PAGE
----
NEW ORLEANS – New Orleans chef and civil rights icon Leah Chase, who created the city’s first white-tablecloth restaurant for black patrons, broke the city’s segregation laws by seating white and black customers and introduced countless tourists to Southern Louisiana Creole cooking, died Saturday. She was 96.
Chase’s family released a statement Saturday saying the “unwavering advocate for civil liberties” and “believer in the Spirit of New Orleans” died surrounded by family.
“Her daily joy was not simply cooking, but preparing meals to bring people together,” the statement read. “One of her most prized contributions was advocating for the Civil Rights Movement through feeding those on the front lines of the struggle for human dignity.”
Chase transformed the Dooky Chase’s restaurant from a sandwich shop where black patrons bought lottery tickets to a refined restaurant where tourists, athletes, musicians and even presidents of all races dined on fare such as jambalaya and shrimp Clemenceau. The restaurant and Chase’s husband were both named after her father-in-law.
Chase’s determination propelled her from a small-town Louisiana upbringing to a celebrated chef who authored cookbooks, appeared on cooking shows and fed civil rights greats such as Thurgood Marshall and Martin Luther King Jr. Well into her 90s, Chase could be found daily at the restaurant, using a walker while greeting customers and supervising the kitchen. The power of food to transform a day and the desire to better her city drove her.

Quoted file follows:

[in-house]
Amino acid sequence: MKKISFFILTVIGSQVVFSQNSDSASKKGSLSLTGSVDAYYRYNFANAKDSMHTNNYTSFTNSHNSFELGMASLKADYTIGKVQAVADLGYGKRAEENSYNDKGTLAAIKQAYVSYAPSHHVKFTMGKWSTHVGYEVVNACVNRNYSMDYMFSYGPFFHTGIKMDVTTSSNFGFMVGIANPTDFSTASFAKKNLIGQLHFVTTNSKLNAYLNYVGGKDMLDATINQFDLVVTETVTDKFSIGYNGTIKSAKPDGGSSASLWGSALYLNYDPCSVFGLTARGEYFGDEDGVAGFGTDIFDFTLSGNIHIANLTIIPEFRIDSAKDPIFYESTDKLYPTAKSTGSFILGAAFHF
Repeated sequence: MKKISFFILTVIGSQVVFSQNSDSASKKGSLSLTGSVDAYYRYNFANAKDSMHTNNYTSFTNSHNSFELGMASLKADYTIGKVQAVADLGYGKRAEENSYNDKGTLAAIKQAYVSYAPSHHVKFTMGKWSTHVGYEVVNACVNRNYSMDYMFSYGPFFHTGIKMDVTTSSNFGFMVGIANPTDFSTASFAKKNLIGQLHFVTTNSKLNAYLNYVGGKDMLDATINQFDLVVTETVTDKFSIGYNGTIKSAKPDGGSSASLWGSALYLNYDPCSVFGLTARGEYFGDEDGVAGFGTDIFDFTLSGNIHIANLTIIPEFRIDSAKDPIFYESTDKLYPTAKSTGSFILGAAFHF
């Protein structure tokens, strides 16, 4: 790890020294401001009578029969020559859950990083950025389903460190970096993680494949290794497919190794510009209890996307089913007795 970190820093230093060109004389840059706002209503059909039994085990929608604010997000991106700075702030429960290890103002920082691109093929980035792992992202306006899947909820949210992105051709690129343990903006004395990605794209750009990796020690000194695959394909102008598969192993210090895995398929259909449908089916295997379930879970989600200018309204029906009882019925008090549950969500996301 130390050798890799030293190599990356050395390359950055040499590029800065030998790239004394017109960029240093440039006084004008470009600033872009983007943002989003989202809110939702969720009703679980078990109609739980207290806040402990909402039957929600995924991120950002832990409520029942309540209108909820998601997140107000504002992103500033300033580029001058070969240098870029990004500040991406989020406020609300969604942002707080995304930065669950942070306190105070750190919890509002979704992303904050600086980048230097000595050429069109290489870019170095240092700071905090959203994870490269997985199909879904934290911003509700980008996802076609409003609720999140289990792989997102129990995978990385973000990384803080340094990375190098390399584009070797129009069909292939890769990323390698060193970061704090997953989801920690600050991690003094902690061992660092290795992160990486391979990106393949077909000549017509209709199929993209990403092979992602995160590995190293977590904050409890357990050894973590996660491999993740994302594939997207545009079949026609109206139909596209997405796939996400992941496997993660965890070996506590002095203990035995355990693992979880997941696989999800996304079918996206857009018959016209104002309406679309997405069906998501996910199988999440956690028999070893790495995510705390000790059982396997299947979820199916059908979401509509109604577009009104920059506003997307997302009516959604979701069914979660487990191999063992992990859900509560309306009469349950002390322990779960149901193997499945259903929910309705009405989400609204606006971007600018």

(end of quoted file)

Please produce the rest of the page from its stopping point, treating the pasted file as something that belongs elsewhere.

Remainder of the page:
“I love people and I love serving people. It’s fun for me to serve people. Because sometimes people will come in and they’re tired. And just a little plate of food will make people happy,” she said during a 2015 interview with The Associated Press .
When she married Dooky Chase in 1946, his family restaurant had been open five years, largely under the guidance of his mother. But Leah Chase wanted to make it a fine dining experience for black patrons along the lines of what she’d seen in the Quarter. Gradually, she introduced silverware on the table, tablecloths and Creole dishes.
“I said, ‘Well why we can’t have that for our people? Why we can’t have a nice space?’” she said. “So I started trying to do different things.”
During the civil rights movement, Dooky Chase’s became known as a place where white and black activists could meet and strategize about voter registration drives or legal cases. Although Chase and her husband were breaking the law by allowing blacks and whites to eat together, the police never raided the restaurant.
Chase would also send food to civil rights leaders when they were in jail, sniffing her nose at the idea of them eating prison food.